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Guido Stompff, Frido Smulders, Lilian Henze (2016), Surprises are the benefits: reframing in multidisciplinary design teams, Design Studies, Available online 1 November 2016
This paper explores the social dimension of collaborative design from the perspective of Schön’s reflective practice. An in-depth video protocol study was performed on the reflective practice in an experienced design team. It looks, in particular, at reframing: the process to find a new productive frame for subsequent activities. Reframing processes are amplified in a social context, requiring considerable time and effort on the part of design teams. Reframing has distinctive features that set it apart from other steps of reflective practice. Two iterative stages are discerned: sensemaking, to reconstruct prior operating frames; and future framing, to design a frame for future activities. Surprises incite reframing, and we argue that surprises are a source for team learning and innovation.Keywords: collaborative design; reflective practice; framing; design practice; multidisciplinary design teams.
Stompff, G. and Smulders, F. (2015), The Right Fidelity: Representations That Speed Up Innovation Processes. Design Manag J, 10: 14–26. doi:10.1111/dmj.12019
The 2014 article (see below) updated, upgraded, reviewed and reviewed again.
Stompff G, Smulder FEHM (2014), The right fidelity, designerly representations that enhance multidisciplinary product development. Proceedings of 19th DMI: Academic Design Management Conference
In product development, representations of the intended product are needed to enable specialists to learn about what they develop together. A variety of representations is deployed, and the difference between these representations is the fidelity: the degree to which a representation corresponds to the eventual real world product. We observed that some of these representations serve as boundary objects: objects that have a capability in teams and organizations to transfer, translate and transform knowledge across difficult epistemological barriers. The representations are categorized into four groups, and found that the ‘right’ fidelity of a representation is situational dependent where the situation is formed by the involved boundaries and aim of the social interactions.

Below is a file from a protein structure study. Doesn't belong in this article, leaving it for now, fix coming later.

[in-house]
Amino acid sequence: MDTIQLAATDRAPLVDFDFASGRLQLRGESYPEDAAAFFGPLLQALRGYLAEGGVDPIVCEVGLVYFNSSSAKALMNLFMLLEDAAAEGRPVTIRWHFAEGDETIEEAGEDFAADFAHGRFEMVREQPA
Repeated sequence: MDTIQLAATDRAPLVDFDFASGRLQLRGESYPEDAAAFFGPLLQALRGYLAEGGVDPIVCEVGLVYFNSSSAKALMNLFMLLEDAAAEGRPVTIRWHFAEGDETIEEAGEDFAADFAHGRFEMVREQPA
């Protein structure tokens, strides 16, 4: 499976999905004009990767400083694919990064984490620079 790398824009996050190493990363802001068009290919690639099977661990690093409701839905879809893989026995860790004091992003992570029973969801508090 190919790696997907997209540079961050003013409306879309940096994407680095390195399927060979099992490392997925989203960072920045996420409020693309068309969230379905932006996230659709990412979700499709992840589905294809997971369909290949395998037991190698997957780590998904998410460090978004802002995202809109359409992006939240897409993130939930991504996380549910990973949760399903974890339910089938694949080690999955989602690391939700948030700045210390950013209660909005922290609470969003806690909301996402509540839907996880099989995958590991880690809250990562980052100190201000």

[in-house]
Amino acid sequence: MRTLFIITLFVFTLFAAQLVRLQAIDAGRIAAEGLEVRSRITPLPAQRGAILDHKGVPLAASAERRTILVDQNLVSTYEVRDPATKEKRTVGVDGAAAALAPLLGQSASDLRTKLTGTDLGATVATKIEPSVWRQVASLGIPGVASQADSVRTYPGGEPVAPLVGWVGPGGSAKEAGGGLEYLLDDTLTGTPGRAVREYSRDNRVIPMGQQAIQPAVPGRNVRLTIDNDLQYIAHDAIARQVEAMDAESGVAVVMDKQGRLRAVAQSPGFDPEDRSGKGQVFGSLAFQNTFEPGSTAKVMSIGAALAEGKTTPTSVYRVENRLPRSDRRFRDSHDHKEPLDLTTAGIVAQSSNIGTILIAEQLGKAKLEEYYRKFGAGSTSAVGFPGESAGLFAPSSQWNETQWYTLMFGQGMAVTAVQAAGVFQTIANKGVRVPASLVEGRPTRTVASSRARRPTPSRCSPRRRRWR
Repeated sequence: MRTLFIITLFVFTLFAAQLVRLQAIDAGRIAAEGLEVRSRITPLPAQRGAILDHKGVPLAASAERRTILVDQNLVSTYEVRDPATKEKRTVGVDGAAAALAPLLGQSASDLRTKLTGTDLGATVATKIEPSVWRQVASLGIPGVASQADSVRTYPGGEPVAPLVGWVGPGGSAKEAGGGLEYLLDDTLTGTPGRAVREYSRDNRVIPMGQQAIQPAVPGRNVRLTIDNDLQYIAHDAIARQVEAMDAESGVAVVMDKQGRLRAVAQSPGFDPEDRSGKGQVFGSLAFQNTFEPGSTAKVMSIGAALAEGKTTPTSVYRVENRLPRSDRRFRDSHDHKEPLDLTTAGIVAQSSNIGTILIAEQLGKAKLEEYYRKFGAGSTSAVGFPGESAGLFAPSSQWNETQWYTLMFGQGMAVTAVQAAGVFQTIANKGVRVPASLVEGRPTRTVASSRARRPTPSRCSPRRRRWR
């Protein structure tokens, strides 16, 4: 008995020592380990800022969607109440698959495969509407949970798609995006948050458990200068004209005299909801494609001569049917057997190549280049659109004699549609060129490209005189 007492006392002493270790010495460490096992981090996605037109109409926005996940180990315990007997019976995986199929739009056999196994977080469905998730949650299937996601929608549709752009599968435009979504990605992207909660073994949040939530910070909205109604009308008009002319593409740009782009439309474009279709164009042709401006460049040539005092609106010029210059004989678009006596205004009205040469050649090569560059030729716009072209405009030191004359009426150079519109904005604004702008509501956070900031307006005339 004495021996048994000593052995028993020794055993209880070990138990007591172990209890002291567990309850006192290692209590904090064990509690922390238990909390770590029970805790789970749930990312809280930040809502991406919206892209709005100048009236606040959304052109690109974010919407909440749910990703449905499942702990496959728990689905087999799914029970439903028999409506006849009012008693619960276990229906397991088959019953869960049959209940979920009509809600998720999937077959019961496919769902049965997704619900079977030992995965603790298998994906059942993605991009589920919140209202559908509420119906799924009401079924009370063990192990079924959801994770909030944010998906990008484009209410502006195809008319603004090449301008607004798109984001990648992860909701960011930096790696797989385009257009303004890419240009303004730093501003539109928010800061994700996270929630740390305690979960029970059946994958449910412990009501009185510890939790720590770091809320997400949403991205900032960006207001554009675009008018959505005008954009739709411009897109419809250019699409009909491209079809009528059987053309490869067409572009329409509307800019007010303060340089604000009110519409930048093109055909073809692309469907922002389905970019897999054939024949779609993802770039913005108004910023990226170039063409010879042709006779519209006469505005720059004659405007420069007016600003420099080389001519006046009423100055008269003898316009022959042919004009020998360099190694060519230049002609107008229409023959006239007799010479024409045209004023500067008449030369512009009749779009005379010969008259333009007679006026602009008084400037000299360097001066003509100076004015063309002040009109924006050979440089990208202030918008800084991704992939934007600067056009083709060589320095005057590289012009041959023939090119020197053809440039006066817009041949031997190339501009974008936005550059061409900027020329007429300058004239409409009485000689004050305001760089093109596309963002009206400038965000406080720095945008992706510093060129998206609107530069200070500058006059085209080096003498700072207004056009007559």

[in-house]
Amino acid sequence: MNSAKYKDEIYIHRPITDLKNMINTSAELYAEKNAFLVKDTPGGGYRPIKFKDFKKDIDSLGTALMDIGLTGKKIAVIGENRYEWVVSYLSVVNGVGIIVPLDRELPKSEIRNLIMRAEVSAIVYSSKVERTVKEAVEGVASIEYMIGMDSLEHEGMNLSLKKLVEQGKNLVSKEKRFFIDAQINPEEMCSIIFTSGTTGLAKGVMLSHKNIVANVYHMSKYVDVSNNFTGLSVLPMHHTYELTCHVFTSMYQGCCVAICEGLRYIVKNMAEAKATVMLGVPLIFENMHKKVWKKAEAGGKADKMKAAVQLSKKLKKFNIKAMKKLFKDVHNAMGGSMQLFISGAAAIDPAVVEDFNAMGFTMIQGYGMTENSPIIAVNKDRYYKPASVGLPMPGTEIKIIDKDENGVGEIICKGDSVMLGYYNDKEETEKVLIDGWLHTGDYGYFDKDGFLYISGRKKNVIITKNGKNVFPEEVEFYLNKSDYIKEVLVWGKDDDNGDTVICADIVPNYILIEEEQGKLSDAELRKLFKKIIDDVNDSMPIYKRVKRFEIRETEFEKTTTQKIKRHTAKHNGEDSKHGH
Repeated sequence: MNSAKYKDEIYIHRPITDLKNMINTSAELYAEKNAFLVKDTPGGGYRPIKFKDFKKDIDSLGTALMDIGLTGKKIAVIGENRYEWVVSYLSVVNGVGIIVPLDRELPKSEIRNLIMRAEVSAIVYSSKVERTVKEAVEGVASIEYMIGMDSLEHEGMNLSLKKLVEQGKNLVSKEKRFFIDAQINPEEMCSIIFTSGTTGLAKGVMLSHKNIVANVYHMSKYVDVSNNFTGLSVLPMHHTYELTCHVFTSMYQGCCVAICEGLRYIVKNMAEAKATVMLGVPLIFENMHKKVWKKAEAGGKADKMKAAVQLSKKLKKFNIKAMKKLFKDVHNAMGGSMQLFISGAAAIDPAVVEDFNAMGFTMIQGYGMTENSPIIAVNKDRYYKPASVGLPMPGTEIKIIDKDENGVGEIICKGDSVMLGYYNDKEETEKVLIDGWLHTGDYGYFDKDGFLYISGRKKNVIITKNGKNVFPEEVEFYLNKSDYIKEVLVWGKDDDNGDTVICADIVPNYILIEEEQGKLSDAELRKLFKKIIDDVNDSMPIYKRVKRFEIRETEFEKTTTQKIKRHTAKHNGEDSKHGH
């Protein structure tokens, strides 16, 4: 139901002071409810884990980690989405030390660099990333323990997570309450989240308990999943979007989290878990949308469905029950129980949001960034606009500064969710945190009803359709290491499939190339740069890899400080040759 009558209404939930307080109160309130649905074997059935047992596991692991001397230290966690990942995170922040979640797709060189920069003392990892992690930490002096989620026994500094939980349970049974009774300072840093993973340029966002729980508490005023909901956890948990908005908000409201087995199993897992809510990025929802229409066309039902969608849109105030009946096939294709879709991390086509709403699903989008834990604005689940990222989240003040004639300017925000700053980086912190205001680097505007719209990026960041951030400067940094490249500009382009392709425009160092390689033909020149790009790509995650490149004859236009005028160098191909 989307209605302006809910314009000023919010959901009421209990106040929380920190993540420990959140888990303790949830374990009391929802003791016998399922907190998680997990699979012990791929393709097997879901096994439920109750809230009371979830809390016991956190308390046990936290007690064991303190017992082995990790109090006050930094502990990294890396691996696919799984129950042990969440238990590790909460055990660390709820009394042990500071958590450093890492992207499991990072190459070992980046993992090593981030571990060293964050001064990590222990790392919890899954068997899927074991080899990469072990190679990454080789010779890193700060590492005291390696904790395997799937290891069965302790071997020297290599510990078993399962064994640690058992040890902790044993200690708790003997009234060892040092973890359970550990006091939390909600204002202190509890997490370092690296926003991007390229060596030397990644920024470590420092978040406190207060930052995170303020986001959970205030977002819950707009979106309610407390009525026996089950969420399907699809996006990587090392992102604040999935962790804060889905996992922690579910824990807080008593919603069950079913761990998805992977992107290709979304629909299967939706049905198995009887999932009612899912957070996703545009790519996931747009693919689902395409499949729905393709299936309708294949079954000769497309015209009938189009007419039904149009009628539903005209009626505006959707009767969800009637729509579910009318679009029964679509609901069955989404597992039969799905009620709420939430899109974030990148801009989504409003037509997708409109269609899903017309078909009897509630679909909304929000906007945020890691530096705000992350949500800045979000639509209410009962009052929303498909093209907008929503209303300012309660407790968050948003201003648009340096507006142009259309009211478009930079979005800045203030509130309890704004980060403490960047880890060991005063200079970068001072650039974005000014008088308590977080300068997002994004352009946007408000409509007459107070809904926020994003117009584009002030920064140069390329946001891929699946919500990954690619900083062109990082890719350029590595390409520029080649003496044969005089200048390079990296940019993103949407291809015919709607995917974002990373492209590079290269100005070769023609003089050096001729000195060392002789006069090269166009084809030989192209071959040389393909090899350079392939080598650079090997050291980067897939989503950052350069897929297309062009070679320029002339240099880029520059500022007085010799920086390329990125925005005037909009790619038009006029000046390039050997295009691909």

Stompff G (2013), prototyping new business. Article in CRISP magazine #2, November 2013.
One of the main questions for companies in developing products or services is: How can we create new viable businesses for the future? This article presents a project that was done within a large company to explore new business directions.
Stompff G, Smulder FEHM (2013), Mirroring: the boundary spanning practice of design. Chapter 7 in Bont C de, Ouden E den, Schifferstein R., Smulders F, Voort M van der (eds.), Advanced design methods for successful innovation. A publication of Design United, Dutch platform for industry interaction on design research.
Specialists inside New Product Development (NPD) teams often find it hard to understand each other. This leads to boundary forming within the team and it is found that designers have a boundary spanning capability, conceptualized as ‘mirroring’. Designers continually translate technical choices to the realm of product and/or user by means of expressive representations of the product. These representations enable the other specialists to reflect on their choices and those of others, i.e. cross-disciplinary. Two case studies where explicit mirroring process are described to span complex boundaries. Awareness of the mirroring process as well as the (visual) means deployed enhances boundary spanning.
Stompff G, Smulder FEHM (2013), The boundary spanning practice of designers, Proceedings of the 20th International Product Development Managment Conference, Paris
A qualitative empirical study exploring the contribution of designers to new product development (NPD) teams, filling a gap in literature. It is found that the user centered framing, the imaginative capabilities and the expressive skills, have a particular contribution: spanning complex boundaries inside organizations. Designers themselves are not nominated boundary spanners, rather the boundary spanning capabilities is a by-product of their design practice. We named this ‘mirroring’, which is conceptualized as the dynamical and ongoing redrafting of representations of the intended product, enabling team members to align and coordinate activities cross-disciplinary.
Stompff G (2012), Embedded and embodied usability. Pp 138-140 in Kuijk J. van (ed.) Design for usability, Methods and tools, a practitioners guide. Publication of 3TU’s.
Short summary of success factors for enhancing user centered design in product development, revolving around embodied cognition.
Stompff G, Henze LAR, Jong, F de, Vliembergen E van, Stappers PJ, Smulders FEHM, Buijs JA (2011), User Centered Design in the wild. Proceedings of the 18th International Conference on Engineering Design , vol. 1, pp.531-537, Copenhagen.